Usage: n zerofree: b [b = 10 for this sequence]

Answer: a(n)"

| n m s c bi ci d |

n := self.

c := base - 1.

m := (base - 2) * n + 1 integerFloorLog: c.

d := n - (((c raisedToInteger: m) - 1)//(base - 2)).

bi := 1.

ci := 1.

s := 0.

1 to: m

do:

[:i |

s := (d // ci \\ c + 1) * bi + s.

bi := base * bi.

ci := c * ci].

^s

[by Hieronymus Fischer, May 28 2014]

------------------

(Smalltalk)

zerofree_inverse: base

"Answers the index n such that the n-th zerofree number in base base is = m, where m is the receiver. Valid for base > 2.

Usage: m zerofree_inverse: b [b = 10 for this sequence]

Answer: n"

| m p q s |

m := self.

s := 0.

p := base.

q := 1.

[p < m] whileTrue:

[s := m // p * q + s.

p := base * p.

q := (base - 1) * q].

^m - s

[by Hieronymus Fischer, May 28 2014]

(Python)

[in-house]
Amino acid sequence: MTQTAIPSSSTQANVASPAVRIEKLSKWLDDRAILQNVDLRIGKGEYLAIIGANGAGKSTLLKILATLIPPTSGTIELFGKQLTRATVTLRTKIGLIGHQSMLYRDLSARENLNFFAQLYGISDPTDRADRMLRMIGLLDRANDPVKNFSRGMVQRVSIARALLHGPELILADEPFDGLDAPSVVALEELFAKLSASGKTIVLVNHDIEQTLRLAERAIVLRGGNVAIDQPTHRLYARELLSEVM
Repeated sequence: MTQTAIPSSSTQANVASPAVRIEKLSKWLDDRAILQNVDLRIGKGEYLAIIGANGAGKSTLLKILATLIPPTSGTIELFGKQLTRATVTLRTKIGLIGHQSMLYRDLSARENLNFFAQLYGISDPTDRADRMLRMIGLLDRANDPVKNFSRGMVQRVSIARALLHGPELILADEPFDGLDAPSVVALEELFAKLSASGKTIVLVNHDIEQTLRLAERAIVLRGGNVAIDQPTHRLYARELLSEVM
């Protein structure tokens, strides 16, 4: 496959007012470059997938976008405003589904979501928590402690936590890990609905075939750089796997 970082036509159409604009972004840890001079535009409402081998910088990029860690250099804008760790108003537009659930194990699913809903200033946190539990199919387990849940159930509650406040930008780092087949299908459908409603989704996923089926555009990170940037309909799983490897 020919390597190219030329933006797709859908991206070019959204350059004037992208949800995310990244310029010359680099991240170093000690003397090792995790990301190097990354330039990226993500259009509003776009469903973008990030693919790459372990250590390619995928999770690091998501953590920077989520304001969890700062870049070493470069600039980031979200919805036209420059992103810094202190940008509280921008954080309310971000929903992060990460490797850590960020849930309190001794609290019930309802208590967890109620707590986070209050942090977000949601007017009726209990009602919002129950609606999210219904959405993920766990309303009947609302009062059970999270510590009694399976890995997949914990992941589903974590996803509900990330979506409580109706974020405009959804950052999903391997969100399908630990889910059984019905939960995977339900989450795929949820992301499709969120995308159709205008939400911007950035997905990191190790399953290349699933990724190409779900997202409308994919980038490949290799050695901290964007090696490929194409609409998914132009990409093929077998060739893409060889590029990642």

A052382 = [n for n in range(1, 10**5) if not str(n).count('0')]

# Chai Wah Wu, Aug 26 2014

CROSSREFS

Cf. A004719, A052040, different from A067251.

Cf. A055640, A046034, A007931, A007932, A084544, A084545.

Column k=9 of A214676.

Cf. A066484 (subsequence).

Cf. A011540, A043489.

Cf. A052383 (without 1), A052404 (without 2), A052405 (without 3), A052406 (without 4), A052413 (without 5), A052414 (without 6), A052419 (without 7), A052421 (without 8), A007095 (without 9).

Cf. A099542 (subsequence).

Zeroless numbers in some other bases <= 10: A000042 (base 2), A032924 (base 3), A023705 (base 4), A248910 (base 6), A255805 (base 8), A255808 (base 9).

Cf. A059405 (subsequence).

Cf. A082839 (sum of reciprocals).

Sequence in context: A023804 A209931 A067251 * A055572 A052040 A069570

Adjacent sequences:  A052379 A052380 A052381 * A052383 A052384 A052385

KEYWORD

base,easy,nonn

AUTHOR

Henry Bottomley, Mar 13 2000

EXTENSIONS

Typos in formula section corrected by Hieronymus Fischer, May 30 2012

STATUS

approved

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Last modified October 17 16:51 EDT 2019. Contains 328120 sequences. (Running on oeis4.)